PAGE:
Karlheinz Essl

Champ d'Action

for computer-controlled ensemble

New Millenium: New Music: Karlheinz Essl (John Richey)
in: Computer Music Journal, 24:1 (2000)

On 18 April 1999, the Chicago Cultural Center presented two works by Austrian composer Karlheinz Essl as part of its New Millenium: New Music series. Both compositions provided frameworks for improvisation by members of two Chicago groups, Ensemble Noamnesia, and the Association for the Advancement of Creative Musicians (AACM).

Mr. Essl, who teaches computer-aided composition at the Bruckner Academy in Vienna [recte: Bruckner Conservatory in Linz], conducted Champ d'Action (1998) by generating verbal and graphic instructions and sending them over a network to laptop computers stationed in front of each performer. Tending a multibutton pad, he sent signals to a central computer loaded with a program he wrote using MAX software. The program transformed the signals into directions for the performers - generally, when to play and in what character - who took time to consider, then began improvising. A detailed technical description of Champ d'Action can be found on the composer's ambititious World Wide Web site (http://www.essl.at/works/champ.html).

Champ d'Action was performed twice by members of Ensemble Noamnesia, first by a quartet of winds, and then by a mixed trio. The quartet's performance had mostly a nice quiteness to it, though it would rise to an occasional squawk. Lisa Goethe on flutes, Kyle Bruckmann on English horn, Gene Coleman on bass clarinet, and Jerry Ruthrauff on soprano saxophone all showed inventivness and sensitivity on the others' playing. Mr. Essl's direction kept the texture and the character of the music diverse, and kept Ms. Goethe involved even when her laptop gave out. More enjoyable still (though the opinion ssemed to disappoint Mr. Essl who took greater care perplanning the quartet) was the trio of Mr. Coleman on bass clarinet, Michael Cameron on double bass, and Steve Butters on percussion. The three, all resourceful improvisers, wrung a variety of colors from their instruments, their experience playing together highly evident. The joining of dissimilar instruments created an entirely different effect from the homogeneity of the quartet, demonstrating the flexibility of Mr. Essl's meta-composition, as he labels it. (...)

Extreme Sight-Reading, Mediated Expression, and Audience Participation: Real-Time Music Notation in Live Performance Music (Jason Freeman)
in: Computer Music Journal, 32:3, pp. 25-41 (2008))

(...) Karlheinz Essl’s Champ d’Action (1998) offers a simple illustration of this merged expression. Players in a chamber ensemble improvise, guided by notation that they read from laptop computer screens. The notation includes both graphical and textual elements with a set of symbols to indicate playing styles (such as clouds, points, trills, and drones); text specifying variations on those styles; and “global parameters” indicating phrase and rest durations, pitch registers, and timbre. One or more conductors initiate triggers on a server. Each trigger toggles the state of a single player between tacet and active; tacet players preview a new notation segment, while active players begin improvising based on that segment. The conductors’ role is simply to send triggers; stochastic software algorithms, operating autonomously, decide to whom a trigger is sent and how the trigger changes the notation.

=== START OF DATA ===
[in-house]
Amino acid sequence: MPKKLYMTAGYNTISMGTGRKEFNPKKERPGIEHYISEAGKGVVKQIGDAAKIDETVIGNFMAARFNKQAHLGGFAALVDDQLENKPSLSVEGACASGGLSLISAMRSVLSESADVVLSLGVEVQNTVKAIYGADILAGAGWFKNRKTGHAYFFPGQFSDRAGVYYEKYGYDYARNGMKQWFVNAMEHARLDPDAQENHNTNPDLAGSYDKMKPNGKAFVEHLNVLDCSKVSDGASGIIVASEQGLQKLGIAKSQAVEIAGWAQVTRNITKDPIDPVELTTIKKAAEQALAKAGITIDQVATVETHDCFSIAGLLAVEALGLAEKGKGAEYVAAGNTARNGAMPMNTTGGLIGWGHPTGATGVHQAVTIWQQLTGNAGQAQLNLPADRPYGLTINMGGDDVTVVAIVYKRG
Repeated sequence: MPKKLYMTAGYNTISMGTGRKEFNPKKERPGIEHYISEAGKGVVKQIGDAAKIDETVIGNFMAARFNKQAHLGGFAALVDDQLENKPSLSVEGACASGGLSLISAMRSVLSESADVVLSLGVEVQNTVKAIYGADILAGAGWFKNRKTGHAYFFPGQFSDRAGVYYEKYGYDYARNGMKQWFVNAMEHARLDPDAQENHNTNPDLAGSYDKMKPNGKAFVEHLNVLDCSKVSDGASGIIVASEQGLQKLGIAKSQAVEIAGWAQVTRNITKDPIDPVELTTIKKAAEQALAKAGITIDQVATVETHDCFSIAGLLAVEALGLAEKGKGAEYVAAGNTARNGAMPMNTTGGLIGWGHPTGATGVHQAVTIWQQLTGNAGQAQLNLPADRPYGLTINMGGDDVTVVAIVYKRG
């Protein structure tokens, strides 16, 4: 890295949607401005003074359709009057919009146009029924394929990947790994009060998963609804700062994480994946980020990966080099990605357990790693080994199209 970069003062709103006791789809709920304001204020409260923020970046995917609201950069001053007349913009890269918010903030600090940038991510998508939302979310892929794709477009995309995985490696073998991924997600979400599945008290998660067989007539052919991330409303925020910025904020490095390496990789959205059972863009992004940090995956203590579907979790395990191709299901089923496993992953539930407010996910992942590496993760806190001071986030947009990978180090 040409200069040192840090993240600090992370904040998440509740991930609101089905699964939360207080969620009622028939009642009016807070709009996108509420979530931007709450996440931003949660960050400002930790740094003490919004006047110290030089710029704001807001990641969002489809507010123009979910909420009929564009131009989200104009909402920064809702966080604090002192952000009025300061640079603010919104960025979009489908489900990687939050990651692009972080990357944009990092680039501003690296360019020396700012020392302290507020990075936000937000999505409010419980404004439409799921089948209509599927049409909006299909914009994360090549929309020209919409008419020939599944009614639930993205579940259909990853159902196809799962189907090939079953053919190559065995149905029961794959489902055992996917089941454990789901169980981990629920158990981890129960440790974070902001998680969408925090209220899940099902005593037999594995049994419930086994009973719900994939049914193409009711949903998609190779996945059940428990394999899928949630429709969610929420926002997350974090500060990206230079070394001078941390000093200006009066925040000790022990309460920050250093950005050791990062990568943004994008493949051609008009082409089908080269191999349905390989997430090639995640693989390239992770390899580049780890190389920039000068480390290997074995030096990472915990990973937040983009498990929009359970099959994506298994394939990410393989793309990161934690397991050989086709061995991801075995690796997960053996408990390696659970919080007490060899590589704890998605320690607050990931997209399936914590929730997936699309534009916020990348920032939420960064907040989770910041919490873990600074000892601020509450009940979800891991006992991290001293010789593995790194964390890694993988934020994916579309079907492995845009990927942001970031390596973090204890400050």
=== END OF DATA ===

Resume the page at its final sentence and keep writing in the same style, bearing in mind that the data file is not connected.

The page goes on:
Essl’s work creates a feedback loop in which the algorithm’s notation influences how the musicians play, the musicians’ sound influences how the conductors trigger the algorithm, and the conductors’ triggers influence the timing and pacing of the algorithm’s notation. The audience follows this process by watching the conductors and listening to the musicians as they enter and exit the texture and change their improvisation styles. They do not directly perceive the software’s output—only its effect on the music the ensemble plays.

Many other works employing real-time notation, such as Karlheinz Essl’s Champ d’Action (...), use unconventional graphical notation to guide the improvisation of performers by specifying pitch registers, rhythmic density, contours, and other more abstract information. In such works, the musicians, free from the need to accurately sight-read difficult passages in concert, can focus more on expressing themselves musically and creating cohesive large-scale phrases in consort with the rest of the ensemble. And when real-time systems use graphical notation in lieu of staff-based notation to represent dense musical passages, they also circumvent the limitations of automated notation layout algorithms, which must weigh flexible layout rules against graphic design sensibility (...).

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Updated: 12 Aug 2008